So at the time when I read the book, when I met Michael Lewis who’s an awesome guy, who’s a very animated person and at the time when I met him I was like “okay yeah he has his beliefs”.  I like listening to different viewpoints but since then I’ve been thinking about it. I’ve been thinking what he talked about, all these jobs that were cut but I wonder if somehow the administration, the current administration isn’t approving the point of many conservative, and many fiscal conservatives. That the government’s really bloated, it doesn’t really need all these departments – who needs to guard the nuclear arsenal after all right? I say that tongue in cheek, you should guard the nuclear arsenal and do some of these other things that the government does but he was pointing out that there are systemic things that the US government, that the federal government has been kind of holding together behind the scenes. It’s like an IT department at a company. You know nobody really gives the IT department credit when things were run smoothly but as soon as the network crashes and the Wi-Fi stops everybody starts blaming the IT department. It’s a shame because the IT department often works really hard to make sure everything runs smoothly and they’re not getting in your way. So in some ways the government possibly serves that function but it’s not very visible to all of us and so I wondered, I honestly wondered maybe a lot of these departments aren’t needed right? Almost all of my dealings with government entities have been frustrating.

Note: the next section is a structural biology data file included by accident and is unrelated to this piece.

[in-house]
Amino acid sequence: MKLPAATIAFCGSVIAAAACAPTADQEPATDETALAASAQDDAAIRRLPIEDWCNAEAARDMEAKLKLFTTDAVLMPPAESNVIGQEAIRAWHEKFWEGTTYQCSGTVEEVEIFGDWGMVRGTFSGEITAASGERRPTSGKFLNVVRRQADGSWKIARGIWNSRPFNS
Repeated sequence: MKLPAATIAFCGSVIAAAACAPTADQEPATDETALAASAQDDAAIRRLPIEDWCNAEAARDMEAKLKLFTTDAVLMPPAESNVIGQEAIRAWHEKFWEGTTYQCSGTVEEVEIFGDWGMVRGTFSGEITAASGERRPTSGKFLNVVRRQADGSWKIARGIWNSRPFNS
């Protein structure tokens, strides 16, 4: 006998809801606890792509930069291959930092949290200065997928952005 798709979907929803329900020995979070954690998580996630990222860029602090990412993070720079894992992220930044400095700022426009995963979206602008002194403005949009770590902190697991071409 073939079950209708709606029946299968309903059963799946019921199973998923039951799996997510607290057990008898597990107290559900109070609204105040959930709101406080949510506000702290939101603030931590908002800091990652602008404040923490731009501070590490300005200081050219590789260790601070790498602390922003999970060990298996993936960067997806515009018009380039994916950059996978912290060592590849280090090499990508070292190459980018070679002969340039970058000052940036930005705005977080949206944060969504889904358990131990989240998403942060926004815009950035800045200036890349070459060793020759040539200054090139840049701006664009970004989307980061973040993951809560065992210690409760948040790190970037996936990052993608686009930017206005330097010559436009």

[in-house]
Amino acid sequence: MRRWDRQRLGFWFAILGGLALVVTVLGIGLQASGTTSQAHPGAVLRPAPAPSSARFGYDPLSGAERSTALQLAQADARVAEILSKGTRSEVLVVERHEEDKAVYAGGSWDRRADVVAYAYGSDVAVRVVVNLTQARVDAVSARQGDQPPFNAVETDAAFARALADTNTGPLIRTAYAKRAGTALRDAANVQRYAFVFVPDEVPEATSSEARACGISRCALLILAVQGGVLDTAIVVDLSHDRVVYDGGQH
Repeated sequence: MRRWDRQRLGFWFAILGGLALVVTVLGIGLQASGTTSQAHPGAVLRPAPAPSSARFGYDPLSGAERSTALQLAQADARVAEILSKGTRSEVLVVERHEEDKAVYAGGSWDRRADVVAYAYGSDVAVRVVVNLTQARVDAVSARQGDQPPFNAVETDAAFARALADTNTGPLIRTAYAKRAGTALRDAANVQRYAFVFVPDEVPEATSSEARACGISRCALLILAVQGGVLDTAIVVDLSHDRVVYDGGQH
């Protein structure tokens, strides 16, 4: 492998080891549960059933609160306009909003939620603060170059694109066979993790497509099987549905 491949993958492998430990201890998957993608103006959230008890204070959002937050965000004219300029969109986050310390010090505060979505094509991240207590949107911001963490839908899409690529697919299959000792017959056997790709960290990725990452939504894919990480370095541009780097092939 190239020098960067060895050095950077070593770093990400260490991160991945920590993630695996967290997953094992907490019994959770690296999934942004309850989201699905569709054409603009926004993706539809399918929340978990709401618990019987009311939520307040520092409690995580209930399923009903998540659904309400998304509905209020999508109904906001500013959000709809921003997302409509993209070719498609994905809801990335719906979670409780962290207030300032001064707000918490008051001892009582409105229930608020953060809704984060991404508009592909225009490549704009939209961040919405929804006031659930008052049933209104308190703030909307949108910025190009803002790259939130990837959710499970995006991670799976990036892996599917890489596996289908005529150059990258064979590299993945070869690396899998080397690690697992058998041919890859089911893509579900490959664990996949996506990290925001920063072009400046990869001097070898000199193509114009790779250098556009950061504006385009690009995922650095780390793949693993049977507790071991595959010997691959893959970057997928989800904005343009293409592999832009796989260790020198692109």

So I read Michael Lewis’s book I was like, I can understand maybe he’s just a little too frustrated. But this coronavirus thing has me thinking holy, maybe he was right. Maybe like most of his other books there are some prophetic elements to this book as well that may be cutting government out like yeah it’s got inefficiencies but there are reasons why you need good governance or good governments as well. And this coronavirus epidemic where the government clearly did not take the early warning signs seriously could point to some validity in Michael Lewis’s arguments in his book The Fifth Risk.

I would highly recommend the book taking it with a grain of salt. It’s going to make your heart rate. It’s going to make you freak out and panic that we are all going to die, which will happen anyways. I will prefer no opinion one way or another. I’m telling you honestly when I read it I was a bit skeptical that it was a little too negative but given current events, given recent events seeing how flat-footed and how unprepared the US government seems to be. An entity that I personally have always regarded as being pretty capable of getting things right, that may be my personal bias also. There may be something more to Michael Lewis’s Fifth Risk and it may be a book that is worth reading now just to get a grasp of what’s going on. It’s not a terribly dense book but I think it’s a pretty relevant book right now. And let me know what you think, what your take is on it.

I hope that the truth is somewhere in the middle. Maybe we don’t need as much government but zero is probably not the right answer either. So I think everybody’s kind of coming to that including the Trump administration that’s taking some very commendable steps in preventing the virus, keeping the economy from collapsing. I mean this stuff truly is unprecedented so I don’t want to appear to like be bashing the administration. There are a lot of hardworking people in government and they are trying their best but The Fifth Risk is definitely an interesting book even for the preppers and others. There’s always the systemic risks that are at place. We like to think things are very stable, they’re not. And it’s a good idea to always keep that in the back of your head when you’re doing 10/30/100-year planning that you know things are going to change significantly. There are things that you haven’t thought about yet that are the fifth risk. I hope you enjoy the book, thanks for listening!